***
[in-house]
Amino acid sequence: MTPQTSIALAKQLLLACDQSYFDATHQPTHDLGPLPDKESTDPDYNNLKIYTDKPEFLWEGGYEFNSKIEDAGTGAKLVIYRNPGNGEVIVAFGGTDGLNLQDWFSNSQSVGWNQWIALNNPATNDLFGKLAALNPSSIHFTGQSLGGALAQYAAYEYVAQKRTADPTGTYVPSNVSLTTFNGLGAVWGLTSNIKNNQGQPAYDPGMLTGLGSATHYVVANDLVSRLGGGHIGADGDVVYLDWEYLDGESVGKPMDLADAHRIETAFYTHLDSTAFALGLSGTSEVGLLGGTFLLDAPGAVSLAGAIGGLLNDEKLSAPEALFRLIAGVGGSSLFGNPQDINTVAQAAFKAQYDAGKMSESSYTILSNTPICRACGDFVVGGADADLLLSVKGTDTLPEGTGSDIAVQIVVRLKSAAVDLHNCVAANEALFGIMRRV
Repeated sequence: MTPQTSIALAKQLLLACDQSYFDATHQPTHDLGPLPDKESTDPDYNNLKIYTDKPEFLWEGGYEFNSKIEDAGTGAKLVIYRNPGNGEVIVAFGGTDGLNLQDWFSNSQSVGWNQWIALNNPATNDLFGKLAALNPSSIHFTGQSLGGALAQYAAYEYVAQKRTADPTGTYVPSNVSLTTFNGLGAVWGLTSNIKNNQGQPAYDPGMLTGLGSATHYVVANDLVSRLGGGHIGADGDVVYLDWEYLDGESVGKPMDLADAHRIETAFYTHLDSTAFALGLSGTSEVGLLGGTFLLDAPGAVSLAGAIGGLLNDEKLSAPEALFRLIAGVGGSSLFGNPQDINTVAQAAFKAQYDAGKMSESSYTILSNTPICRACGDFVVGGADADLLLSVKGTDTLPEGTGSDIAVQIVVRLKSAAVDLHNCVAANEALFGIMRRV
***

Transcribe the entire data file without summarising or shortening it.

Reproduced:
[in-house]
Amino acid sequence: MTPQTSIALAKQLLLACDQSYFDATHQPTHDLGPLPDKESTDPDYNNLKIYTDKPEFLWEGGYEFNSKIEDAGTGAKLVIYRNPGNGEVIVAFGGTDGLNLQDWFSNSQSVGWNQWIALNNPATNDLFGKLAALNPSSIHFTGQSLGGALAQYAAYEYVAQKRTADPTGTYVPSNVSLTTFNGLGAVWGLTSNIKNNQGQPAYDPGMLTGLGSATHYVVANDLVSRLGGGHIGADGDVVYLDWEYLDGESVGKPMDLADAHRIETAFYTHLDSTAFALGLSGTSEVGLLGGTFLLDAPGAVSLAGAIGGLLNDEKLSAPEALFRLIAGVGGSSLFGNPQDINTVAQAAFKAQYDAGKMSESSYTILSNTPICRACGDFVVGGADADLLLSVKGTDTLPEGTGSDIAVQIVVRLKSAAVDLHNCVAANEALFGIMRRV
Repeated sequence: MTPQTSIALAKQLLLACDQSYFDATHQPTHDLGPLPDKESTDPDYNNLKIYTDKPEFLWEGGYEFNSKIEDAGTGAKLVIYRNPGNGEVIVAFGGTDGLNLQDWFSNSQSVGWNQWIALNNPATNDLFGKLAALNPSSIHFTGQSLGGALAQYAAYEYVAQKRTADPTGTYVPSNVSLTTFNGLGAVWGLTSNIKNNQGQPAYDPGMLTGLGSATHYVVANDLVSRLGGGHIGADGDVVYLDWEYLDGESVGKPMDLADAHRIETAFYTHLDSTAFALGLSGTSEVGLLGGTFLLDAPGAVSLAGAIGGLLNDEKLSAPEALFRLIAGVGGSSLFGNPQDINTVAQAAFKAQYDAGKMSESSYTILSNTPICRACGDFVVGGADADLLLSVKGTDTLPEGTGSDIAVQIVVRLKSAAVDLHNCVAANEALFGIMRRV